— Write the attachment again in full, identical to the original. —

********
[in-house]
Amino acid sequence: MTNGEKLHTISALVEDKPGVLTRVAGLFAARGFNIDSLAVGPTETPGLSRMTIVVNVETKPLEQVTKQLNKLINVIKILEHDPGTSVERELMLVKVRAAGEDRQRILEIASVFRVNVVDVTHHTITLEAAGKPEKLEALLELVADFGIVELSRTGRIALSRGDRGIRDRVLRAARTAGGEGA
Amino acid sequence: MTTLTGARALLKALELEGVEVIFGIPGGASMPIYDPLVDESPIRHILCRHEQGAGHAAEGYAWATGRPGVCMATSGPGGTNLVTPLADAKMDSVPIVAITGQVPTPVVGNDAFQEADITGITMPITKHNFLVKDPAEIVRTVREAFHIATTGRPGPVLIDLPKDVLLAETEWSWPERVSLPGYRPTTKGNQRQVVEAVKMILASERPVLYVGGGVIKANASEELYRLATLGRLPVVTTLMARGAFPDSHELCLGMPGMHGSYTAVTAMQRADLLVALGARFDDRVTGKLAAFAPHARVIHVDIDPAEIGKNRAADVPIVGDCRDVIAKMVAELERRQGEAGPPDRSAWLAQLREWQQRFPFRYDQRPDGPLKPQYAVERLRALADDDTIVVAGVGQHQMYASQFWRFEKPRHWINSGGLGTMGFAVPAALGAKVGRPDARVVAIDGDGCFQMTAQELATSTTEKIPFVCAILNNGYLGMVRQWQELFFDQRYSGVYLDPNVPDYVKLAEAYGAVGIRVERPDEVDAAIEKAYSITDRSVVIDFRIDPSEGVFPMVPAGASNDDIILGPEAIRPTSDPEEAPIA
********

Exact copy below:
[in-house]
Amino acid sequence: MTNGEKLHTISALVEDKPGVLTRVAGLFAARGFNIDSLAVGPTETPGLSRMTIVVNVETKPLEQVTKQLNKLINVIKILEHDPGTSVERELMLVKVRAAGEDRQRILEIASVFRVNVVDVTHHTITLEAAGKPEKLEALLELVADFGIVELSRTGRIALSRGDRGIRDRVLRAARTAGGEGA
Amino acid sequence: MTTLTGARALLKALELEGVEVIFGIPGGASMPIYDPLVDESPIRHILCRHEQGAGHAAEGYAWATGRPGVCMATSGPGGTNLVTPLADAKMDSVPIVAITGQVPTPVVGNDAFQEADITGITMPITKHNFLVKDPAEIVRTVREAFHIATTGRPGPVLIDLPKDVLLAETEWSWPERVSLPGYRPTTKGNQRQVVEAVKMILASERPVLYVGGGVIKANASEELYRLATLGRLPVVTTLMARGAFPDSHELCLGMPGMHGSYTAVTAMQRADLLVALGARFDDRVTGKLAAFAPHARVIHVDIDPAEIGKNRAADVPIVGDCRDVIAKMVAELERRQGEAGPPDRSAWLAQLREWQQRFPFRYDQRPDGPLKPQYAVERLRALADDDTIVVAGVGQHQMYASQFWRFEKPRHWINSGGLGTMGFAVPAALGAKVGRPDARVVAIDGDGCFQMTAQELATSTTEKIPFVCAILNNGYLGMVRQWQELFFDQRYSGVYLDPNVPDYVKLAEAYGAVGIRVERPDEVDAAIEKAYSITDRSVVIDFRIDPSEGVFPMVPAGASNDDIILGPEAIRPTSDPEEAPIA